Maryland Enacts Sweeping Youth Justice Reforms

Posted June 21, 2022
By the Annie E. Casey Foundation
Two Black students are standing outside, wearing bookbags.

Mary­land law­mak­ers have passed a series of wide-rang­ing reforms that aim to posi­tion young peo­ple with jus­tice-sys­tem involve­ment for long-term success.

The reforms, which start­ed to take hold on June 1, 2022, include:

  • Rais­ing the min­i­mum age of juve­nile court juris­dic­tion to 13, except for chil­dren ages 10 to 12 alleged to have com­mit­ted the most seri­ous vio­lent offenses.
  • Pro­hibit­ing the use of secure deten­tion or com­mit­ment to the Depart­ment of Juve­nile Ser­vices for tech­ni­cal vio­la­tions of pro­ba­tion and mis­de­meanor offens­es (apart from hand­gun vio­la­tions and repeat­ed mis­de­meanor offenses).
  • Remov­ing bar­ri­ers to diver­sion, includ­ing allow­ing youth with non­vi­o­lent felonies to be divert­ed with­out pros­e­cu­tor approval. This change rec­og­nizes research that indi­cates most young peo­ple who break the law can be held account­able by their fam­i­lies and com­mu­ni­ties and be con­nect­ed to effec­tive resources — such as coun­selors, men­tors and ath­let­ic coach­es — who can help them learn from their mistakes.
  • Plac­ing devel­op­men­tal­ly appro­pri­ate time lim­its on pro­ba­tion to ensure bet­ter out­comes for youth.

Jus­tice Reforms Rec­om­mend­ed by an Expert Panel

The mea­sures in the juve­nile jus­tice reform law are con­sis­tent with poli­cies pro­posed by the state’s Juve­nile Jus­tice Reform Coun­cil, which the leg­is­la­ture estab­lished in 2019. Mem­bers of the coun­cil includ­ed rep­re­sen­ta­tives from the state Sen­ate and House of Del­e­gates, gov­ern­ment agency lead­ers, a pros­e­cu­tor, pub­lic defend­er, juve­nile court judge, advo­cates and researchers. This group explored how to set young peo­ple up for long-term suc­cess when they came into con­flict with the law while also reduc­ing recidi­vism and increas­ing pub­lic safety.

This leg­is­la­tion pro­tects both pub­lic safe­ty and the sanc­ti­ty of child­hood,” says Sam Abed, sec­re­tary of Maryland’s Depart­ment of Juve­nile Ser­vices. It kicks off reforms that, accord­ing to Abed, address some of the long­stand­ing chal­lenges that have plagued our sys­tem for decades — name­ly over-reliance on incar­cer­a­tion, sig­nif­i­cant racial and eth­nic dis­par­i­ties and not hav­ing a statu­to­ry min­i­mum age of jurisdiction.”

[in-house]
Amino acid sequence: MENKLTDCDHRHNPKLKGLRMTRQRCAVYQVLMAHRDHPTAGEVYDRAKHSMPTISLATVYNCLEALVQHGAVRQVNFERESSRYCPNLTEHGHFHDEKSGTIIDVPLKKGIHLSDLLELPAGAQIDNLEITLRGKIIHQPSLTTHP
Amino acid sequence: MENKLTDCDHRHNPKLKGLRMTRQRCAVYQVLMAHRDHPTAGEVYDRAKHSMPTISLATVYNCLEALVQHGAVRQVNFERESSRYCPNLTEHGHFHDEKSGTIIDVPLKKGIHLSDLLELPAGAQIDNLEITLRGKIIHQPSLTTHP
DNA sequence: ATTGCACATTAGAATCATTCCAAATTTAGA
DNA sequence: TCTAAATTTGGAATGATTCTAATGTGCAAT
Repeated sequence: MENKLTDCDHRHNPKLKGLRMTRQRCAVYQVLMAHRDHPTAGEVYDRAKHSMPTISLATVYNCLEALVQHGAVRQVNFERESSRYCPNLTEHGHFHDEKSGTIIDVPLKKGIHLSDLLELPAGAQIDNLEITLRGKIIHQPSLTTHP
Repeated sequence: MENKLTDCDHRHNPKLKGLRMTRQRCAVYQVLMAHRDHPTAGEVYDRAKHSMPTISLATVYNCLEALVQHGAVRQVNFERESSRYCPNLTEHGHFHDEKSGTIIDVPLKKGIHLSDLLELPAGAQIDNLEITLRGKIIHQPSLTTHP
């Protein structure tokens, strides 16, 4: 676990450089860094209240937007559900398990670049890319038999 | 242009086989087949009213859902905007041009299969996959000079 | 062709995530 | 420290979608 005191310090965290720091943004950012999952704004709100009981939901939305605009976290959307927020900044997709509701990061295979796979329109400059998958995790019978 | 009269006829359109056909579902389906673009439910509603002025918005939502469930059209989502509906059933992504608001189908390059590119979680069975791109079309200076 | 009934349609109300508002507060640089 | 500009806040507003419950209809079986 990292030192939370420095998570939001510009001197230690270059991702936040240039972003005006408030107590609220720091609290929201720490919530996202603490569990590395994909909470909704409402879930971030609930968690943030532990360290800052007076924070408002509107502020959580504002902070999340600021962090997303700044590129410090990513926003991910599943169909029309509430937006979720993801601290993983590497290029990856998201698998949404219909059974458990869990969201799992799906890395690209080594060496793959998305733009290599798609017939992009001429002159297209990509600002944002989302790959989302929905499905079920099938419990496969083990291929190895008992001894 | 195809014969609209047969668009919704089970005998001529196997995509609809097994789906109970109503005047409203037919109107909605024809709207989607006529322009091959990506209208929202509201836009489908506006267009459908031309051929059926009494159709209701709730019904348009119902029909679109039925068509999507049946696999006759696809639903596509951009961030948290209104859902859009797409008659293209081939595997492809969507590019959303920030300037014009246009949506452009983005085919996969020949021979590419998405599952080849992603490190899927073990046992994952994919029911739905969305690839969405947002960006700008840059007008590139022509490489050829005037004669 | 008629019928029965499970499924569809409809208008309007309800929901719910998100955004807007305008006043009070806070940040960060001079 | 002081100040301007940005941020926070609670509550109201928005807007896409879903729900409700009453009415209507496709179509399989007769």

These new rules are root­ed in research and best prac­tices,” adds Nate Balis, who served on the reform coun­cil and directs the Casey Foundation’s Juve­nile Jus­tice Strat­e­gy Group. The leg­is­la­ture deserves a lot of cred­it for estab­lish­ing poli­cies that not only reduce the use of harm­ful con­fine­ment, but also empha­size the need to bet­ter sup­port young peo­ple in the com­mu­ni­ty out­side of the for­mal system.”

The New Mary­land Juve­nile Jus­tice Laws

The new reforms will help reduce the num­ber of young peo­ple sub­ject­ed to juve­nile court and improve the expe­ri­ences of young peo­ple who con­tin­ue to be pros­e­cut­ed. Pri­or to these changes, Mary­land had no set min­i­mum age for pros­e­cut­ing young peo­ple. In 2020, for exam­ple, the state pros­e­cut­ed 376 chil­dren under the age of 13 — and more than 70% these chil­dren were Black. The year also saw over 1,000 addi­tion­al arrests of chil­dren under the age of 13 who were not pros­e­cut­ed. Under the new law, 90% of these cas­es would have spared the chil­dren involved from being arrested.